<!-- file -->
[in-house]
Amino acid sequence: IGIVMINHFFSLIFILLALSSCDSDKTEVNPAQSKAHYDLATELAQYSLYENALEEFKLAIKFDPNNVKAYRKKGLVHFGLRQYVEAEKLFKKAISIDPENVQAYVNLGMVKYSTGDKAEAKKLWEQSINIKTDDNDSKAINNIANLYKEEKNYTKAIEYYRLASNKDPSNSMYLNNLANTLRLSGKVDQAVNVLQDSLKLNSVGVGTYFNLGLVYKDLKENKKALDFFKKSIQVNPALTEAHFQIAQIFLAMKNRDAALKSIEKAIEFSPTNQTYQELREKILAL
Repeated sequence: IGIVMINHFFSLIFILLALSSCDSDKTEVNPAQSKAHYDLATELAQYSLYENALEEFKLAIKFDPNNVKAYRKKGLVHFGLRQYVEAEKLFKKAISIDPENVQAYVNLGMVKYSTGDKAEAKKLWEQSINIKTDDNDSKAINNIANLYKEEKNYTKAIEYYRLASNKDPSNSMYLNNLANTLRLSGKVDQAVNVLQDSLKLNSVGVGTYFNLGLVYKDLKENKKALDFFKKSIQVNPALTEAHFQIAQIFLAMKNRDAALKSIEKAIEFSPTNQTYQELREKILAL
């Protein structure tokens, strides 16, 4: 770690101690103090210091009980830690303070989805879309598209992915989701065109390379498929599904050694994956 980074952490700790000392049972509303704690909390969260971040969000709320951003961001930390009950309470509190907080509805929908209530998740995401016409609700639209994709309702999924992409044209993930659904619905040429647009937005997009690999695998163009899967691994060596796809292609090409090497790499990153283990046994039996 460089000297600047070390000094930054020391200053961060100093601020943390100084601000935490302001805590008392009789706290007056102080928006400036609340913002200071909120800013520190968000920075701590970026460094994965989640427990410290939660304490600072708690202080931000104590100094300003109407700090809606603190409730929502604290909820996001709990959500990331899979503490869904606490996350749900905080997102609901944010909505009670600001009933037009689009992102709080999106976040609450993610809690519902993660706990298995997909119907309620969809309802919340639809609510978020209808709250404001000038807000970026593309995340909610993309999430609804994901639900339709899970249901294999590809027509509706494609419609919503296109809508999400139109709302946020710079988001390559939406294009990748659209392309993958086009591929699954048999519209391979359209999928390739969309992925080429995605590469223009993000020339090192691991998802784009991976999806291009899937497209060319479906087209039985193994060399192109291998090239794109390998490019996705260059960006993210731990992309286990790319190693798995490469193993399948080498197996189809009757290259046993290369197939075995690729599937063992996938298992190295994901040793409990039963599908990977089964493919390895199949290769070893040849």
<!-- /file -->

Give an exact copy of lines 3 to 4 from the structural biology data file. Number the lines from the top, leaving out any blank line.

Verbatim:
Repeated sequence: IGIVMINHFFSLIFILLALSSCDSDKTEVNPAQSKAHYDLATELAQYSLYENALEEFKLAIKFDPNNVKAYRKKGLVHFGLRQYVEAEKLFKKAISIDPENVQAYVNLGMVKYSTGDKAEAKKLWEQSINIKTDDNDSKAINNIANLYKEEKNYTKAIEYYRLASNKDPSNSMYLNNLANTLRLSGKVDQAVNVLQDSLKLNSVGVGTYFNLGLVYKDLKENKKALDFFKKSIQVNPALTEAHFQIAQIFLAMKNRDAALKSIEKAIEFSPTNQTYQELREKILAL
């Protein structure tokens, strides 16, 4: 770690101690103090210091009980830690303070989805879309598209992915989701065109390379498929599904050694994956 980074952490700790000392049972509303704690909390969260971040969000709320951003961001930390009950309470509190907080509805929908209530998740995401016409609700639209994709309702999924992409044209993930659904619905040429647009937005997009690999695998163009899967691994060596796809292609090409090497790499990153283990046994039996 460089000297600047070390000094930054020391200053961060100093601020943390100084601000935490302001805590008392009789706290007056102080928006400036609340913002200071909120800013520190968000920075701590970026460094994965989640427990410290939660304490600072708690202080931000104590100094300003109407700090809606603190409730929502604290909820996001709990959500990331899979503490869904606490996350749900905080997102609901944010909505009670600001009933037009689009992102709080999106976040609450993610809690519902993660706990298995997909119907309620969809309802919340639809609510978020209808709250404001000038807000970026593309995340909610993309999430609804994901639900339709899970249901294999590809027509509706494609419609919503296109809508999400139109709302946020710079988001390559939406294009990748659209392309993958086009591929699954048999519209391979359209999928390739969309992925080429995605590469223009993000020339090192691991998802784009991976999806291009899937497209060319479906087209039985193994060399192109291998090239794109390998490019996705260059960006993210731990992309286990790319190693798995490469193993399948080498197996189809009757290259046993290369197939075995690729599937063992996938298992190295994901040793409990039963599908990977089964493919390895199949290769070893040849």